#79 - The French Mistake
1933 - 2009
Greetings, friends and neighbors, and welcome back to this week’s installment of your Electric Theatre. We’ve got another big-time summer blockbuster and a new Tales From The Queue recommendation, so let’s get right into it, eh?
NOW IN THEATRES
As one’s enjoyment of the new Star Trek appears to hinge on how much of a Trekker you are (or Trekkie or whatever you’re calling yourselves this week), perhaps I should start by laying out where I stand on the franchise. As a kid, I enjoyed Star Trek quite a bit. I watched (and occasionally taped) reruns of the original series, went to the movies and even read some of the tie-in books and comics. I was a fan of The Next Generation for awhile, but my enthusiasm began to die out before the series did. Not that I necessarily thought the quality of the show was declining. Simply that my interests were heading away from most science fiction. I continued to see the movies but never did see a single episode of Deep Space Nine, Voyager or Enterprise. By the time Star Trek: Nemesis came out, I had tuned out entirely and I still haven’t bothered to catch that one. In other words, I approached this latest Trek as one who knows maybe a bit more about Gene Roddenberry’s creation than the average moviegoer but a whole lot less than a bona fide Trekker. As far as I was concerned, I didn’t have a stake in the whole continuity business. I just wanted to see an entertaining movie.
Make no mistake, that is exactly what J.J. Abrams has delivered. This is not as straight-forward a task as it may seem. Over the years, Trek has painted itself into a bit of a corner. Decades' worth of episodic television, feature films and tie-in novels have been generated, all of which are considered to be part of the canon by the Trek faithful. This means that folks who don’t like Trek (and their numbers are legion) are predisposed to resist anything under that banner. They look at it as an insular saga all but impenetrable to outsiders. Abrams and his team have cleared this obstacle ingeniously. Frankly, it would almost be enough that they even made the effort at all. It would have been a simple matter to just start from scratch and erase the board entirely. Instead, their take acknowledges and respects all that has come before but clears the deck just enough to welcome newcomers aboard. It recaptures what attracted so many of us to Star Trek in the first place: a sense of camaraderie, curiosity and optimism in the face of insurmountable odds.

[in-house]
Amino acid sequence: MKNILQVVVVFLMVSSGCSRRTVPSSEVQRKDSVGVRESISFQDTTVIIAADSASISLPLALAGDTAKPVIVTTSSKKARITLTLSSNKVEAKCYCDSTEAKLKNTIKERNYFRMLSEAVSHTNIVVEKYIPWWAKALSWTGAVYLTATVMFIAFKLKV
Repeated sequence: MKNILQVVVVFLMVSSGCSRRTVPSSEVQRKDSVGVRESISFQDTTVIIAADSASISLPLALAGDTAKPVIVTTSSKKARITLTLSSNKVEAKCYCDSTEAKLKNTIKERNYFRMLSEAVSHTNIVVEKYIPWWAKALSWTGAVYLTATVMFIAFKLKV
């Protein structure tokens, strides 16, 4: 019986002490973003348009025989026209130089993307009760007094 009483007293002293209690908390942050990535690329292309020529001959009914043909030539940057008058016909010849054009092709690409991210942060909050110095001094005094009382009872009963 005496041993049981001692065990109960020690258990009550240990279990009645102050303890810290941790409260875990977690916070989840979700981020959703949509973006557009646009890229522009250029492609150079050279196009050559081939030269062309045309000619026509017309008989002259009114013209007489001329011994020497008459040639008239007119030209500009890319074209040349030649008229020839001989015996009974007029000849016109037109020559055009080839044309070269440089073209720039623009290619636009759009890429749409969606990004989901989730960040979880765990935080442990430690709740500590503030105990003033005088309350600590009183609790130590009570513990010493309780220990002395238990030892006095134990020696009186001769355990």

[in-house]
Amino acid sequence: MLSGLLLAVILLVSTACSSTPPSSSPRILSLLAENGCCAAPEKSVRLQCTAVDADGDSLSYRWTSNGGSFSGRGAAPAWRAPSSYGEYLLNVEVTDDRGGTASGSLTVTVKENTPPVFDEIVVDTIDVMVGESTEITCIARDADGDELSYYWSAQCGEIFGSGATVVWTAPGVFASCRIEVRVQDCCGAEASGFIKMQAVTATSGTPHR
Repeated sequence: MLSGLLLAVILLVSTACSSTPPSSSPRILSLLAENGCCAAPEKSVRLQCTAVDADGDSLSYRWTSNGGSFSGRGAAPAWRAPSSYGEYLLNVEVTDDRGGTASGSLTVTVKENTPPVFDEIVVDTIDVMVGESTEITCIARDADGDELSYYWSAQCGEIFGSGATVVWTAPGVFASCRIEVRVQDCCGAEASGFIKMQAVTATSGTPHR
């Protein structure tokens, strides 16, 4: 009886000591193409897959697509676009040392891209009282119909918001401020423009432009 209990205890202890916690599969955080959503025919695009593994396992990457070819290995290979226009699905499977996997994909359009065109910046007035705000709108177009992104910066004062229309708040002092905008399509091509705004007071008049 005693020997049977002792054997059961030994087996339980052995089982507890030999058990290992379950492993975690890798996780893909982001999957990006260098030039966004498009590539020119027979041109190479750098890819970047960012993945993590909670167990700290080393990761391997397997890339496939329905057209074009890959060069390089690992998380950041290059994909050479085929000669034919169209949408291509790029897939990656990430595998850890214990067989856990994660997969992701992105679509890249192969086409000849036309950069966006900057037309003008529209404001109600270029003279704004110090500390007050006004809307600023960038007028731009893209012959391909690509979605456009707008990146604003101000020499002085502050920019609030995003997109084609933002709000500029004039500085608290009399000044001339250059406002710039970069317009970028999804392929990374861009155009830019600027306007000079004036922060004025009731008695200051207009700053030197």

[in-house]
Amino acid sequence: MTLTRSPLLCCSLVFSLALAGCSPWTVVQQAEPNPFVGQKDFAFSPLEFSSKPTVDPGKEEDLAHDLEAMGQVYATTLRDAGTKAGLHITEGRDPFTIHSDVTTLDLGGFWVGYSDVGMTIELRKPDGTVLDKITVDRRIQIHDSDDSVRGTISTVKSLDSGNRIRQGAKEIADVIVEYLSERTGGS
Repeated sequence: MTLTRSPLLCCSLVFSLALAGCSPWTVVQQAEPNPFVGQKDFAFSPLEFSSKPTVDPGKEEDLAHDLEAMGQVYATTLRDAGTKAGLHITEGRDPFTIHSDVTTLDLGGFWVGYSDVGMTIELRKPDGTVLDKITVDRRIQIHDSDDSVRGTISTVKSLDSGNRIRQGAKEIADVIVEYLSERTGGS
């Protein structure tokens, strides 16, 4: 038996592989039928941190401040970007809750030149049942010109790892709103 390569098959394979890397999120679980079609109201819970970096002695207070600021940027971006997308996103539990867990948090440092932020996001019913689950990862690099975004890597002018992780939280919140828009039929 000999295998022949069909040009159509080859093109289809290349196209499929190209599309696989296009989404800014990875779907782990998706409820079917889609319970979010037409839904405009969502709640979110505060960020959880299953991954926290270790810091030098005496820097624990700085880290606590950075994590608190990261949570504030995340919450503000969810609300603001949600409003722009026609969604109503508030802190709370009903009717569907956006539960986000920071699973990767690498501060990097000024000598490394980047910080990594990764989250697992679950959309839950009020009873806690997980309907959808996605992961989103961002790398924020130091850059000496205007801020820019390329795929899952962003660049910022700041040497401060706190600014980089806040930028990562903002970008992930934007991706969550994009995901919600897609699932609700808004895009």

The cast Abrams has assembled inhabits their characters as if they’ve been playing them as long as the original actors. Chris Pine as Kirk manages to evoke the spirit, attitude and posture of William Shatner without resorting to a Shatner parody. Zachary Quinto has an even harder time of it, since his predecessor actually shares the screen with him, but makes you believe that this Spock does in fact age into Leonard Nimoy. Best of all is Karl Urban, channeling DeForest Kelley’s McCoy so well that you know who he is before he even shows his face, much less says his name. Even the actors I was the most concerned about, like Simon Pegg as Mr. Scott, step into character as if they were born to play them. Arguably the only false note in the casting is Winona Ryder as Spock’s human mother, Amanda. Not that she’s bad, necessarily, so much as distracting. Why bother casting anyone her age in a role that requires her to wear not entirely convincing old-age makeup throughout?